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Portable Chartplotter options

Discussion in 'Electronics' started by JeffG, Mar 23, 2021.

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  1. MBevins

    MBevins Senior Member

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    You can do just about everything and more with the app's as compared to a fixed MFD or portable GPS.
  2. NYCAP123

    NYCAP123 Senior Member

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    Like? I remember my Garmin gave me 8 or 10 data boxes and I had every questionable area (along with my ocean routes) pre-routed or tracked for the entire east coast. And again not saying anyone's way of navigating is bad. I'm not very familiar with the Computer or phone apps. So learning here.
  3. Capt J

    Capt J Senior Member

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    Yes, you can save waypoints, routes and tracks on most of the APP's for an ipad/tablet.
  4. NYCAP123

    NYCAP123 Senior Member

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    Thanks.
  5. Pascal

    Pascal Senior Member

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    Personally I don’t use routes just WP. But what I like about most apps including Aquamap is that you can save tracks. This comes very handy in the Bahamas for tricky passages especially when returning in less than perfect light conditions or at night.
  6. NYCAP123

    NYCAP123 Senior Member

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    By setting up routes , combined with the data fields I can constantly monitor on a glance ETA at destination, drift from course line and several other factors with it constantly directing me from waypoint to waypoint. I don't have to locate my next waypoint on the fly which can lead to errors such as finding a shallow between here and the waypoint, especially in limited visibility. Can't imagine not using routes except on one or two waypoint trips. Example: Going from the East River in NY across NY harbor to the Verrazano Bridge there's 5 or more waypoints depending on the route followed. I can't imagine locating the next waypoint as I pass the last and confirming safe water between here and there, then hitting Go To on each waypoint as I pass the last in pea soup fog with the S.I. ferry, a dozen tugs and a few dozen water taxis and tour boats and 100 other vessels buzzing around the harbor. From the East River to Atlantic City there's close to 20 waypoints. I'd rather deal with the course on a quick glance so I can concentrate my attention on the radar, gauges, etc. Also with the route pre-planned I can give the next night's marina an ETA early so I know I'll have a slip waiting. I kept Track on in case I ever hit something (thankfully never happened) I could prove that I was where I was supposed to be. I saved short tracks for things like coming in Moriches inlet to the connection to the main bay channel, but it uses a lot of data and most GPS only allow a very limited number of tracks.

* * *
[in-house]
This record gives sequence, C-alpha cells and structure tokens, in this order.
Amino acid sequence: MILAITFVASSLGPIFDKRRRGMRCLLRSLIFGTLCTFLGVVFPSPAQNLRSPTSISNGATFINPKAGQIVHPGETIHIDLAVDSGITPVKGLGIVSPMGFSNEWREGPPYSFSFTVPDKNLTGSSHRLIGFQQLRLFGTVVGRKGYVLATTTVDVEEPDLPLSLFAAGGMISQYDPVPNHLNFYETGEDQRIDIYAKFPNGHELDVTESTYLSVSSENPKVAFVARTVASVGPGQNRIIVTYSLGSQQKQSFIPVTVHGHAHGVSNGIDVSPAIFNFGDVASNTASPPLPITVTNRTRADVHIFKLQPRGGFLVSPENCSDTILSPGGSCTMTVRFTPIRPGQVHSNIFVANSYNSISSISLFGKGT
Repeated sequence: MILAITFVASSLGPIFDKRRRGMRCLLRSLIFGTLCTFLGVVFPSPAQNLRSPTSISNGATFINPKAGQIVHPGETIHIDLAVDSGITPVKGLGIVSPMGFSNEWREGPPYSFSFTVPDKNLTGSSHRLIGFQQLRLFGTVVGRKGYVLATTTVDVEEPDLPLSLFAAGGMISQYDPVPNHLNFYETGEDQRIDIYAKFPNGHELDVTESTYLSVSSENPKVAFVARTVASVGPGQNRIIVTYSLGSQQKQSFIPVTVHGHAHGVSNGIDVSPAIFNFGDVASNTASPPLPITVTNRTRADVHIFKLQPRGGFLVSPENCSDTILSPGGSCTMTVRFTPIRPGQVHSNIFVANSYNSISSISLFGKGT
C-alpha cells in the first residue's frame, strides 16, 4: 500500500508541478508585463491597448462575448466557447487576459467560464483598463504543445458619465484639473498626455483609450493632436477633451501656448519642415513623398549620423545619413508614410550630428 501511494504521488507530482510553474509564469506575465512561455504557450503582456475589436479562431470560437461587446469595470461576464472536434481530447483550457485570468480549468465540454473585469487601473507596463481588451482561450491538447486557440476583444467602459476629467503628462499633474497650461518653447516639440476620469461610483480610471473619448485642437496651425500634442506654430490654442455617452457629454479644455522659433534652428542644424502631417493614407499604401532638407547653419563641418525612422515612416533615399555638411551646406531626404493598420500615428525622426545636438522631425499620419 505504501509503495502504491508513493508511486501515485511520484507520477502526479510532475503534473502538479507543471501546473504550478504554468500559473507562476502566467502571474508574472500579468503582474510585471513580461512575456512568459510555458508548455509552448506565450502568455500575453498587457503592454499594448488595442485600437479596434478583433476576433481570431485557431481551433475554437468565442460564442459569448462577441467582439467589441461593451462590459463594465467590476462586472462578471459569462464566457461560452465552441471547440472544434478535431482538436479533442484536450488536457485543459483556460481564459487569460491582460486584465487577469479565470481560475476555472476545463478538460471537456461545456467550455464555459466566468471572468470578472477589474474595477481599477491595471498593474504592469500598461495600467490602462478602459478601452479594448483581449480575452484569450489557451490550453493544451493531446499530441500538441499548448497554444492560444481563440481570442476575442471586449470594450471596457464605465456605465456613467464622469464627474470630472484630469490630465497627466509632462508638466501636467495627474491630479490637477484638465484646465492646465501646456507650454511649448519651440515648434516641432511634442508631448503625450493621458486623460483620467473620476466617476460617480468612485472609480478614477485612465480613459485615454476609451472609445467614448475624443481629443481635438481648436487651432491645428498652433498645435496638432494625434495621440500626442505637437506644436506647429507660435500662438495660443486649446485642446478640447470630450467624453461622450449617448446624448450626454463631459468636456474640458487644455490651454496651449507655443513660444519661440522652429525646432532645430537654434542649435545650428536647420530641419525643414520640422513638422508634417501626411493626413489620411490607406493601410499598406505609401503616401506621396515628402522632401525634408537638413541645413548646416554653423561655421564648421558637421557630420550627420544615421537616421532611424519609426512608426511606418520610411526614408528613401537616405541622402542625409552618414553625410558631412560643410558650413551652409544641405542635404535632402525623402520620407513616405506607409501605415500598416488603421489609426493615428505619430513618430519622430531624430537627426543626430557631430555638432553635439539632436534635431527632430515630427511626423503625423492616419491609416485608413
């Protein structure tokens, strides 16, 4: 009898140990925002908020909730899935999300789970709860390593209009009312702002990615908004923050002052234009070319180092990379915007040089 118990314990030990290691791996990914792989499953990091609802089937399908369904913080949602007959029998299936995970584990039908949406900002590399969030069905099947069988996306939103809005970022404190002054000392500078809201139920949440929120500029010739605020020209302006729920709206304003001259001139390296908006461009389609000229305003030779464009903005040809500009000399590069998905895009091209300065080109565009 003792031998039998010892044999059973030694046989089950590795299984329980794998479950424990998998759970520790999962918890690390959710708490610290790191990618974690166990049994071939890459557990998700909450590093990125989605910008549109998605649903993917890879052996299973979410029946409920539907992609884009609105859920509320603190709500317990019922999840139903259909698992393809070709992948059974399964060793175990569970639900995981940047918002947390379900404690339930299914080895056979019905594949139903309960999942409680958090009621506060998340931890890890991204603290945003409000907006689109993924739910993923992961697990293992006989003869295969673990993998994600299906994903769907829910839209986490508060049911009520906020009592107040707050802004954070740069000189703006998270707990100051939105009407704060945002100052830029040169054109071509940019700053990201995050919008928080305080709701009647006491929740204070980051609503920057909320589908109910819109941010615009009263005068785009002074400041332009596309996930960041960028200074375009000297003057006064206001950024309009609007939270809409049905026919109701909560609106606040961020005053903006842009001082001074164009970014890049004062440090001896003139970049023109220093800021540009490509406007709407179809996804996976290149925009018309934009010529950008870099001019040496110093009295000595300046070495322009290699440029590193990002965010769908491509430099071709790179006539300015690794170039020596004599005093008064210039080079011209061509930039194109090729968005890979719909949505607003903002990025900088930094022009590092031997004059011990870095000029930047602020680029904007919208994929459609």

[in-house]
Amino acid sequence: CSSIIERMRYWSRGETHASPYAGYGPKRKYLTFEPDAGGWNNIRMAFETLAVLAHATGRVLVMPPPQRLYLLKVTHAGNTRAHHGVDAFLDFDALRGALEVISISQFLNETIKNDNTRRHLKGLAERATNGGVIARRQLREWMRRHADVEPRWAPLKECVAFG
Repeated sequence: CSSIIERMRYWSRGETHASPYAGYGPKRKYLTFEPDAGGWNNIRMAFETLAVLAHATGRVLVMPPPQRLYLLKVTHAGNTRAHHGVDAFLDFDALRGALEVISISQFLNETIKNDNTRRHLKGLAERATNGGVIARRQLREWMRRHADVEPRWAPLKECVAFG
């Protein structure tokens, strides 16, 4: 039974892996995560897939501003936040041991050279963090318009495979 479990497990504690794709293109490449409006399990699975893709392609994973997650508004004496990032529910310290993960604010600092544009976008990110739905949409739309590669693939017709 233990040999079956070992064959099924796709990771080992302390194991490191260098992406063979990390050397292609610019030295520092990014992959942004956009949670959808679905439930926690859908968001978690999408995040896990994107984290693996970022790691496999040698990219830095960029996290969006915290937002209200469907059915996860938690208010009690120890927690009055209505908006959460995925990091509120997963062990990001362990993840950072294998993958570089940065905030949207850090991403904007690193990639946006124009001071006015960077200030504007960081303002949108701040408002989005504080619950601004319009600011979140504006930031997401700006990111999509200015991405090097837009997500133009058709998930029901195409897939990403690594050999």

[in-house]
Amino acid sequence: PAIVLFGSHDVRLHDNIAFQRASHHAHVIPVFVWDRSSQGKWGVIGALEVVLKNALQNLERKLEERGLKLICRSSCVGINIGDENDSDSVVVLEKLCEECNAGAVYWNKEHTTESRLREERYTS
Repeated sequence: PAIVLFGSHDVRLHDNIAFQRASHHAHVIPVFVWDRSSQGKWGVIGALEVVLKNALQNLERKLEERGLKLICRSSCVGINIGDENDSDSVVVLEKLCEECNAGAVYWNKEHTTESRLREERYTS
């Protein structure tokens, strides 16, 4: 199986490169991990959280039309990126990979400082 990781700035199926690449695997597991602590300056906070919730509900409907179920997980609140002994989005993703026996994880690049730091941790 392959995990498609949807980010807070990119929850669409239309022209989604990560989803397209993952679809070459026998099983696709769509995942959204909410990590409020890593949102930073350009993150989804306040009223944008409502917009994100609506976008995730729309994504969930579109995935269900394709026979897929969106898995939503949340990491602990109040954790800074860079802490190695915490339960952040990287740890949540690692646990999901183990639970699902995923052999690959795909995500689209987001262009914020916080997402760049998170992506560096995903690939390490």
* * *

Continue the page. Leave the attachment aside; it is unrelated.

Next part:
7. Capt J

    Capt J Senior Member

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    I agree, I always use routes on anything that requires more than 1 waypoint. I like staying right on my line (adjusting for drift), knowing ETA and total distance to the destination, and it automatically going from waypoint to waypoint. I put all of these in my handheld and then 6 months or 6 years later can just pull up the route and run it again.
  8. Pascal

    Pascal Senior Member

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    I usually mark spots I have to go thru to avoid shoals or whatever but just figure out the ETA in my head :)
  9. chesapeake46

    chesapeake46 Senior Member

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  10. NYCAP123

    NYCAP123 Senior Member

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    That works when in familiar waters, but most transporters are going to New places all the time.
  11. NYCAP123

    NYCAP123 Senior Member

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    Wrong thread. That's in another. This is a transporter looking for a portable chart plotter.
  12. CaptPKilbride

    CaptPKilbride Senior Member

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    Running the rivers and ICW poses a unique challenge, which is the availability of AIS data to whatever device you choose to use.

    I use an iPad with the SEAiq Pilot app installed. The vessels I have used it on have an AIS transponder, and I have an adapter that wirelessly transmits the AIS data to my iPad. @JeffG I feel your pain with the smaller vessels with outdated electronics, but there is a solution. You can bring along your own dedicated AIS receiver (sometimes called a PPU), which can receive AIS data and relay it to your device via wifi or bluetooth.

    The advantages of the SEAiq app for me are several: I can download chart updates weekly directly from NOAA. And Army Corps of Engineers charts are supported as well. The SEAiq Pilot app has a great feature, in that if I have my route entered, and it detects another vessel on AIS that will meet me on that route, it indicates the name of the vessel, and calculates when and where our meeting point will be.

    I imagine if you are encountering a heavy volume of commercial traffic, you would find having that AIS info represented on a graphical interface valuable. I certainly do.